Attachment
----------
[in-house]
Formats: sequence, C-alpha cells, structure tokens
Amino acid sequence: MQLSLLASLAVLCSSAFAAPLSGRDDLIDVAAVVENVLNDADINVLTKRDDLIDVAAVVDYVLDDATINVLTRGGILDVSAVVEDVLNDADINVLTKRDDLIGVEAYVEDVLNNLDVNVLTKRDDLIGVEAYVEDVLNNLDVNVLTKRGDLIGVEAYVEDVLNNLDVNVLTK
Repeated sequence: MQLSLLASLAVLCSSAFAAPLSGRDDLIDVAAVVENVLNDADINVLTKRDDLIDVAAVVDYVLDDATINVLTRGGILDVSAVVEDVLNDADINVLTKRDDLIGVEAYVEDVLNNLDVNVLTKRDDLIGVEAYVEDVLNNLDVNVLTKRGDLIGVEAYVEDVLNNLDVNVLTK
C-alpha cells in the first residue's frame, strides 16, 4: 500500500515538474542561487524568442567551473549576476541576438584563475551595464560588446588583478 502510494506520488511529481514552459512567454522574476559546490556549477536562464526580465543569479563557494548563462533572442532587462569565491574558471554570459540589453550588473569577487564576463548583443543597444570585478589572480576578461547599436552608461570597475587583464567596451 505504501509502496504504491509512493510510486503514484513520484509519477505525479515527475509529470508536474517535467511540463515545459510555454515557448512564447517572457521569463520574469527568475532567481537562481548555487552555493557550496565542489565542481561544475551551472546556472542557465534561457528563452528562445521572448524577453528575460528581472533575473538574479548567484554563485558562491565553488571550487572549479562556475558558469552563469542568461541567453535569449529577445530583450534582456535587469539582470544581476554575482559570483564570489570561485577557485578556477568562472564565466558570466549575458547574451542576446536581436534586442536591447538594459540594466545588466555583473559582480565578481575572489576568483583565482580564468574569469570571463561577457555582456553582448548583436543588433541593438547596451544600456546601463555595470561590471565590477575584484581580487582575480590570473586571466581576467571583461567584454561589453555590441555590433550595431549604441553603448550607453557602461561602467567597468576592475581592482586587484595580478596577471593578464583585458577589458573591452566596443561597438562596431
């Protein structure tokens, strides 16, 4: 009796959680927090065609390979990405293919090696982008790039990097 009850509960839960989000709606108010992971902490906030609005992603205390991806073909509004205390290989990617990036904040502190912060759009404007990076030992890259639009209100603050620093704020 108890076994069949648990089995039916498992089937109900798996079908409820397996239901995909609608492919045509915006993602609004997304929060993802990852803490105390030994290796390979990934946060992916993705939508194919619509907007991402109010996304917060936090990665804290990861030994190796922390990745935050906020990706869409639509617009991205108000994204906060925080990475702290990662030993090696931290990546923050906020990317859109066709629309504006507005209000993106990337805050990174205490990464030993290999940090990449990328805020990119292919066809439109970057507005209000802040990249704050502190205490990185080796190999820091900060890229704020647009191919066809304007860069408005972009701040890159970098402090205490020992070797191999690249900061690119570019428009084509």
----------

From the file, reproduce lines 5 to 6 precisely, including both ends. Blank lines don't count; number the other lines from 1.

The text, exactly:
C-alpha cells in the first residue's frame, strides 16, 4: 500500500515538474542561487524568442567551473549576476541576438584563475551595464560588446588583478 502510494506520488511529481514552459512567454522574476559546490556549477536562464526580465543569479563557494548563462533572442532587462569565491574558471554570459540589453550588473569577487564576463548583443543597444570585478589572480576578461547599436552608461570597475587583464567596451 505504501509502496504504491509512493510510486503514484513520484509519477505525479515527475509529470508536474517535467511540463515545459510555454515557448512564447517572457521569463520574469527568475532567481537562481548555487552555493557550496565542489565542481561544475551551472546556472542557465534561457528563452528562445521572448524577453528575460528581472533575473538574479548567484554563485558562491565553488571550487572549479562556475558558469552563469542568461541567453535569449529577445530583450534582456535587469539582470544581476554575482559570483564570489570561485577557485578556477568562472564565466558570466549575458547574451542576446536581436534586442536591447538594459540594466545588466555583473559582480565578481575572489576568483583565482580564468574569469570571463561577457555582456553582448548583436543588433541593438547596451544600456546601463555595470561590471565590477575584484581580487582575480590570473586571466581576467571583461567584454561589453555590441555590433550595431549604441553603448550607453557602461561602467567597468576592475581592482586587484595580478596577471593578464583585458577589458573591452566596443561597438562596431
């Protein structure tokens, strides 16, 4: 009796959680927090065609390979990405293919090696982008790039990097 009850509960839960989000709606108010992971902490906030609005992603205390991806073909509004205390290989990617990036904040502190912060759009404007990076030992890259639009209100603050620093704020 108890076994069949648990089995039916498992089937109900798996079908409820397996239901995909609608492919045509915006993602609004997304929060993802990852803490105390030994290796390979990934946060992916993705939508194919619509907007991402109010996304917060936090990665804290990861030994190796922390990745935050906020990706869409639509617009991205108000994204906060925080990475702290990662030993090696931290990546923050906020990317859109066709629309504006507005209000993106990337805050990174205490990464030993290999940090990449990328805020990119292919066809439109970057507005209000802040990249704050502190205490990185080796190999820091900060890229704020647009191919066809304007860069408005972009701040890159970098402090205490020992070797191999690249900061690119570019428009084509």